Bucha: Attempting to return to normalcy

Bucha: Attempting to return to normalcy

Oleh Kotsarev is a writer, journalist, literary critic and translator born in Kharkiv in 1981. He is author of many books of poems, most recently Contents of Men’s Pockets (2021), as well as a collection of short prose and a novel.

It was May, and a vibrant shade of green spilled out from the trees when I arrived at Bucha. The city where I'd spent much of the past few years had recently been liberated from Russian occupation. Bucha was liberated on March 31, and the entirety of Kyiv region a few days later, with the invaders' rapid retreat. 

The retreat was accompanied by not only tragic but also curious events: it is said that Russians forced the staff of the Chornobyl NPP, held hostage throughout the occupation, to sign a paper stating that they were treated fairly. 

Bucha, which my wife, little daughter, and I had managed to flee early on, had experienced a hellish month. The bodies of the dead were collected from the streets. Meanwhile, survivors prepared food and water for washing on improvised stoves in the courtyards of their high-rise buildings. 

Numerous institutions were looted or destroyed, and the roads were littered with broken military vehicles. The city has gained eerie worldwide fame. The simple phrase, "I'm from Bucha," immediately put a somber look on people's faces. 

And now, for the first time since the start of the invasion, I have returned home. My relatives, imagining something terrible, constantly call and ask in strained voices how I am doing. By the way, while we’re on the topic of pulling at (heart) strings, an acquaintance of mine, a musician from Bucha, found explosives inside her piano—a gift from Russian soldiers, if you will. 

That is why my number one mission was to bring in sappers. I made numerous calls over two weeks and eventually managed to arrange specialists' “after-work” visits.

I get off the bus and wonder what will leave the biggest lasting impression on me. As it turns out, it’s Bucha’s ordinariness. True, there are not as many people frequenting the sidewalks or parks these days. Passers-by often wear mourning clothes. Soot marks stain burnt-out apartments, floors, and entrances; the cracks and broken glass resemble wrinkles on a face.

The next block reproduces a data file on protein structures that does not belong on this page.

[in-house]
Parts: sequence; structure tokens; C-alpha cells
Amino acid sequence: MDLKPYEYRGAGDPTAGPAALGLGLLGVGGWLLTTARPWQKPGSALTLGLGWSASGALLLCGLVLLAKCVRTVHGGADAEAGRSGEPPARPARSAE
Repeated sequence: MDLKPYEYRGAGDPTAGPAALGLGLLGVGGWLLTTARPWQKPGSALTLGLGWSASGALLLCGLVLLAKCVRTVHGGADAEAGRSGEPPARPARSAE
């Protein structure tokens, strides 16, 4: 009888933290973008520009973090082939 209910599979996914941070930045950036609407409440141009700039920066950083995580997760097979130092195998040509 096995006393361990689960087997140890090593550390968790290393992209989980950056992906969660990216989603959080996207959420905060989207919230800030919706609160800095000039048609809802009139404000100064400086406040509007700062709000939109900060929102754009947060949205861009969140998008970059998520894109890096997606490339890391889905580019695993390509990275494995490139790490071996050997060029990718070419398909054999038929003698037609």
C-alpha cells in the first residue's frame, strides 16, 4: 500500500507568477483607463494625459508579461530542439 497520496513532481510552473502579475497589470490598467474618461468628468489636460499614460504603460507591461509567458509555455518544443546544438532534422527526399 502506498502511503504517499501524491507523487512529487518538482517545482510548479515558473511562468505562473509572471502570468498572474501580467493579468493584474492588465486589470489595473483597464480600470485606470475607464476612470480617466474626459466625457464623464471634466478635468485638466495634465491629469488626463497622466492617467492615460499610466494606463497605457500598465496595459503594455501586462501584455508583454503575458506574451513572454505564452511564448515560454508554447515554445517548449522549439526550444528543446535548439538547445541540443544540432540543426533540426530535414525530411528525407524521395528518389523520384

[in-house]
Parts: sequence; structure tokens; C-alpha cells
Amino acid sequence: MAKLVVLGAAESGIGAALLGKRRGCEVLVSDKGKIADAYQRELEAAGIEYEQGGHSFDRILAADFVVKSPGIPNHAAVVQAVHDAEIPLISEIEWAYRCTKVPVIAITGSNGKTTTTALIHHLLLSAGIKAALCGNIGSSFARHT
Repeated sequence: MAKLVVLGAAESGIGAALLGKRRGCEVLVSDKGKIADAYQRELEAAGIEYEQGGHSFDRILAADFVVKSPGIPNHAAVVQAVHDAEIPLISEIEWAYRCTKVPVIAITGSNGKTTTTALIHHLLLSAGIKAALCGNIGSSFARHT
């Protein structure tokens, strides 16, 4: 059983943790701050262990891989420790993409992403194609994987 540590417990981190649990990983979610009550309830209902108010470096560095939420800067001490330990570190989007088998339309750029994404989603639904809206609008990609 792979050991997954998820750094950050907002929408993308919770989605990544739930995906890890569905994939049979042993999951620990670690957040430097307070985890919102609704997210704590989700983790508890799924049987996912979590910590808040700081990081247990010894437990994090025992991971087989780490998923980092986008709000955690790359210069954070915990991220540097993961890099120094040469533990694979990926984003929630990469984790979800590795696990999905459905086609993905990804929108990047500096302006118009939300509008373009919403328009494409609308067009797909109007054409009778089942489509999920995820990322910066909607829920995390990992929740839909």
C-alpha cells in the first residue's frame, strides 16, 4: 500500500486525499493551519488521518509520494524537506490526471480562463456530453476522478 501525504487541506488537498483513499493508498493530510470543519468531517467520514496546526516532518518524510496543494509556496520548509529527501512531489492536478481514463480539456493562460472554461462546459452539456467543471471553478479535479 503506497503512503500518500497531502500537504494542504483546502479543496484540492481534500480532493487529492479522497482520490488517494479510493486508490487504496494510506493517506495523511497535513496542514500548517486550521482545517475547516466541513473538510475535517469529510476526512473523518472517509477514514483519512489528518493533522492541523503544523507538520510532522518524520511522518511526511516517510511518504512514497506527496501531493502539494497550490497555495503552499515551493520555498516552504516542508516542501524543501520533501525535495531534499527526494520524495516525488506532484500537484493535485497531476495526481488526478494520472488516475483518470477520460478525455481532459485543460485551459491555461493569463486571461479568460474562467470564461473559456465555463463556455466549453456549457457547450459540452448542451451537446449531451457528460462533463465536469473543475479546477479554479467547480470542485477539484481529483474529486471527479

There are tangled hairs of broken wires under the lamp posts. My friend, who was building a gray house for himself, was killed (we don’t know that yet, there’s still hope, but the truth will be revealed later in the summer). Despite it all, the city seems unchanged; it stands motionless. The locals remain steadfast and calmly go about their business. Civilian and military transport continue to move despite the absence of traffic lights. Or does it just seem like it?

Occupiers lived in my apartment. I carefully make my way through it; the sappers will come later. There’s a bed made for two people, followed by a second one, also made for two. They didn’t sleep on our bed; they brought in a neighbor’s. One of the Russians slept under a blanket in the colors of the American flag. They left a Ukrainian wreath on the pillow and broke the radio with a hammer. 

They stole some things and took out the front door (being self-organized, we swiftly re-installed doors throughout the house). They littered everywhere with scraps of food. They left part of their rations, namely Saldez disinfectant wipes. They forgot the knife. They flipped through Ukrainian books (my poems included). 

I wonder who they were? Were they Buryats, who have gained infamy amongst Ukrainians? Many residents of Bucha are convinced that the biggest atrocities in Yablonka (an area of Bucha where there were many murders and abuses of civilians) were the work of Buryats. Were they Chechen-Kadyrovites? They say their roadblock was not far away. Or were they “simple Russians” from some part of Nizhny Novgorod? Were there citizens of the Russian Federation with Ukrainian surnames, or maybe even with a Ukrainian-sounding accent, from the Kursk region or Kuban?